As documentaries on the late reggae revolutionary Bob Marley go (and I've seen a couple), Marley is definitely the most comprehensive — almost exhaustingly so. Running at two hours and 24 minutes, the movie leaves no turn unstoned (sorry, but I didn't start it — the film first hit theaters on April 20, get it?) as it examines Robert Nesta Marley's journey. I pity the easily distracted stoner who comes in expecting a breezy refresher course on the reggae giant's life, only to get this heavy-duty seminar.
Director Kevin Macdonald (The Last King of Scotland) includes interviews with all the right people: family, friends, collaborators, business associates, nearly everyone who was ever in Marley's band. They collectively tell how Marley, son of a black mother and a white father, began his music career by joining with fellow future reggae icons Peter Tosh and Bunny Wailer to form the Wailers. Once Tosh and Wailer left the band, frontman Marley brought in background singers the I-Three (which included his wife and "guardian angel," Rita). The result was reggae music inspired by his Rastafari way of life, yet influenced by the vital R&B that was beaming from the States.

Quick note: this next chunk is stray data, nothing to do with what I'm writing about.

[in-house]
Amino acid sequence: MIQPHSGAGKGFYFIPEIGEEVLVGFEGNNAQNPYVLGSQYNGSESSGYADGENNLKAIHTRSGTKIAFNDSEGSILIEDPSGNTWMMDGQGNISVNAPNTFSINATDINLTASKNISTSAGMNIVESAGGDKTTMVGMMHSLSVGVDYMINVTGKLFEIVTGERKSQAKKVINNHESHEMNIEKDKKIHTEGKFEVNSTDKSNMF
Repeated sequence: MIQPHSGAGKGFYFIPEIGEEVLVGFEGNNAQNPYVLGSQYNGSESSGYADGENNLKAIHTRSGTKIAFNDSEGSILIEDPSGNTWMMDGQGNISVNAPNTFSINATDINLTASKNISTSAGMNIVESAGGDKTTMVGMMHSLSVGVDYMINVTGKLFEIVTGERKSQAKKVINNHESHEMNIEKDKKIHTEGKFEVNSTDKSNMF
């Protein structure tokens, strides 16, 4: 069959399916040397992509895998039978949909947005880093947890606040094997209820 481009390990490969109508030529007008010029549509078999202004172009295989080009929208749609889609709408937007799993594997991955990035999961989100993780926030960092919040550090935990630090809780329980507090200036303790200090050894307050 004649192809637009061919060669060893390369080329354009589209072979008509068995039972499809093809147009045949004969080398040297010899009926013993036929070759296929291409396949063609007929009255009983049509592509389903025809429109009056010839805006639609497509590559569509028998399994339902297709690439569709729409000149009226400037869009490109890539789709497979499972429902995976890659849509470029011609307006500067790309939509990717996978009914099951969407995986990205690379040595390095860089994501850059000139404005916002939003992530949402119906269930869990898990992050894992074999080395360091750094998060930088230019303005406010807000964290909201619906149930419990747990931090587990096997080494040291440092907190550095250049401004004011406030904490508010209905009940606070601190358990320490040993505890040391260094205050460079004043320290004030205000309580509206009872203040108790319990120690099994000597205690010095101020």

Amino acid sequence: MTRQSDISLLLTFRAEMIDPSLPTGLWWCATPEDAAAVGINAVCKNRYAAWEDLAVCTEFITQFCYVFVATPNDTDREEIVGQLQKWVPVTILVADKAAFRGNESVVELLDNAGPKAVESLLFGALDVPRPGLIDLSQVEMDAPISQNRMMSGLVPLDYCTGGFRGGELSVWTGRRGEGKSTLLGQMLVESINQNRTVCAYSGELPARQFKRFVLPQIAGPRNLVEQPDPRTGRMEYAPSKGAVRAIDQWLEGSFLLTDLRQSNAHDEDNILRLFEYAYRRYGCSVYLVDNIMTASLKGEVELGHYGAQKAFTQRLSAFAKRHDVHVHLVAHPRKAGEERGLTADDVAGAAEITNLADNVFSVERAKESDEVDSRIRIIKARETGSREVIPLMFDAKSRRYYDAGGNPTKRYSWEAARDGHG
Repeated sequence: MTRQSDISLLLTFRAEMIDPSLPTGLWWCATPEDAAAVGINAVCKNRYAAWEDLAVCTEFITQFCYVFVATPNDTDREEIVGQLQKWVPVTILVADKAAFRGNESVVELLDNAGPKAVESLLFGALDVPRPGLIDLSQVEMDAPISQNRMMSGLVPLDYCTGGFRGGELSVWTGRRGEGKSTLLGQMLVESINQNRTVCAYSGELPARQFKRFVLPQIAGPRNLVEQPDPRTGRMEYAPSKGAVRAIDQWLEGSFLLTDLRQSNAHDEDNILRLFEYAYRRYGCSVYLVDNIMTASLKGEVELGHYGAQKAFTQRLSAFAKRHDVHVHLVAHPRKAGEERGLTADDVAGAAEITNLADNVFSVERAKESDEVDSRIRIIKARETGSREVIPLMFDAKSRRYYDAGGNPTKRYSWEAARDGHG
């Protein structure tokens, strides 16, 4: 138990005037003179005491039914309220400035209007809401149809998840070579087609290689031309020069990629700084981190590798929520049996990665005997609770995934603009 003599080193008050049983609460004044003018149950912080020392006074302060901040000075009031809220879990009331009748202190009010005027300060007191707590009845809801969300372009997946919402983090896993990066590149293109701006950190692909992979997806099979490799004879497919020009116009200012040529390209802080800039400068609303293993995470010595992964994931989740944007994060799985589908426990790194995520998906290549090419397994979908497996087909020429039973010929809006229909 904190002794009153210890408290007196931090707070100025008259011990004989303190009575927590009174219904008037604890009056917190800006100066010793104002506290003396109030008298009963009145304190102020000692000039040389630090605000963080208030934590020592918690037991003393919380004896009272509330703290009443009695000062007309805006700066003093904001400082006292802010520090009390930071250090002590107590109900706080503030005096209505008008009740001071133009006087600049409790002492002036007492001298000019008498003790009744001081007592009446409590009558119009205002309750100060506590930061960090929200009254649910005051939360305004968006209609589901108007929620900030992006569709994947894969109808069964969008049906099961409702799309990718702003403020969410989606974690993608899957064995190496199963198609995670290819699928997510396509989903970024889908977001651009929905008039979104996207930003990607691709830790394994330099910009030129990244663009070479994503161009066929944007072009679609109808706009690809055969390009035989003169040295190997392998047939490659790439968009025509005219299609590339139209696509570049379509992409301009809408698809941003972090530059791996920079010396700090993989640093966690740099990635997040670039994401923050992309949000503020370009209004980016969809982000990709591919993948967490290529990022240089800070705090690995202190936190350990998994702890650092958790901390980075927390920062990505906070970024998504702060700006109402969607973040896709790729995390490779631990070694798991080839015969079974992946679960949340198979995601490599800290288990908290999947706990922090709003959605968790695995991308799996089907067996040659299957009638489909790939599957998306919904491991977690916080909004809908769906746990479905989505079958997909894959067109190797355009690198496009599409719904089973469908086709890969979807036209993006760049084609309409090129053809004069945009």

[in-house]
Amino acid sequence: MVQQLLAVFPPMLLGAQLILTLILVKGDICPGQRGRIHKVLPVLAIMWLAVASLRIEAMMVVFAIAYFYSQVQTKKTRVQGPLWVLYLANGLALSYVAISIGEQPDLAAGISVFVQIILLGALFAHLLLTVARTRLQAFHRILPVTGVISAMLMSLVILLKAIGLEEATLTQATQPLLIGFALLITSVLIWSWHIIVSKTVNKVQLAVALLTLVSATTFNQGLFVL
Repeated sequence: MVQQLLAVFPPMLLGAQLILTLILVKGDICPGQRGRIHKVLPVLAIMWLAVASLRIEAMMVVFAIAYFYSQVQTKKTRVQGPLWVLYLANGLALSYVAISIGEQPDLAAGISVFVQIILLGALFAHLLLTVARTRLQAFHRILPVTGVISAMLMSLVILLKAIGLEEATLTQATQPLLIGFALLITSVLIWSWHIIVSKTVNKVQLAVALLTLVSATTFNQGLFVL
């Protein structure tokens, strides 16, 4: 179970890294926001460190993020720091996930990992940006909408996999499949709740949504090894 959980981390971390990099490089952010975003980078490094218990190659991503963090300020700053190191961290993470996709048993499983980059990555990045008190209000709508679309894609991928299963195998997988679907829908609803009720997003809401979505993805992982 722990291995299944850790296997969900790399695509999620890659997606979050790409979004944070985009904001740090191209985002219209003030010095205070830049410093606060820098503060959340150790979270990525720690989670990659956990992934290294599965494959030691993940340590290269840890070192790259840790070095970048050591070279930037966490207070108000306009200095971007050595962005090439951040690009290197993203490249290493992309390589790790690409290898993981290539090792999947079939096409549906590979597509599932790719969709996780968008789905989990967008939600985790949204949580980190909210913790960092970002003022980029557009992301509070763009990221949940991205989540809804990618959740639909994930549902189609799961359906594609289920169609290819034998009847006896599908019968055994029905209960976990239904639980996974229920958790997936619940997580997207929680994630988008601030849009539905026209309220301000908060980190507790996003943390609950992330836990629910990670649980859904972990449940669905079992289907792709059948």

In audio interviews excerpted here, Marley claims to have no ambitions. But the documentary makes it clear that, throughout his rise as a performer, he wanted to amass a global following, leaving no one out, especially the black audience. At the height of his fame, when he was selling out venues full of white people, he even accepted an offer to open for the Commodores. (One pleasure of Macdonald's movie is its acknowledgement that it has long been a pain in the ass for black people to introduce other black people to something new and different.)
But his status as both artist and activist also made Marley a target. As political groups began warring in the streets of Jamaica, the singer planned a free concert to ease tension. For his trouble, he was assaulted by unknown gunmen, though he miraculously walked away with minor wounds.
And all this is just the first 90 minutes of Marley's story, before we get to his self-imposed exile in England, his support of Africans who were struggling with apartheid, and the tragically shortened later years of his superstardom.
Macdonald, who stepped in after previously attached directors Martin Scorsese and Jonathan Demme bowed out, makes his movie as visually appealing as it is thorough. (He peppers the first half with breathtaking aerial shots of Jamaica at its greenest.) And Marley revels in portraying its subject as an influential, groundbreaking artist whose influence only proliferated after his death. He was the type of musician who continued to perform for thousands even after a venue was hit with tear gas. Macdonald's movie celebrates a buffalo soldier who fought all the way to the end.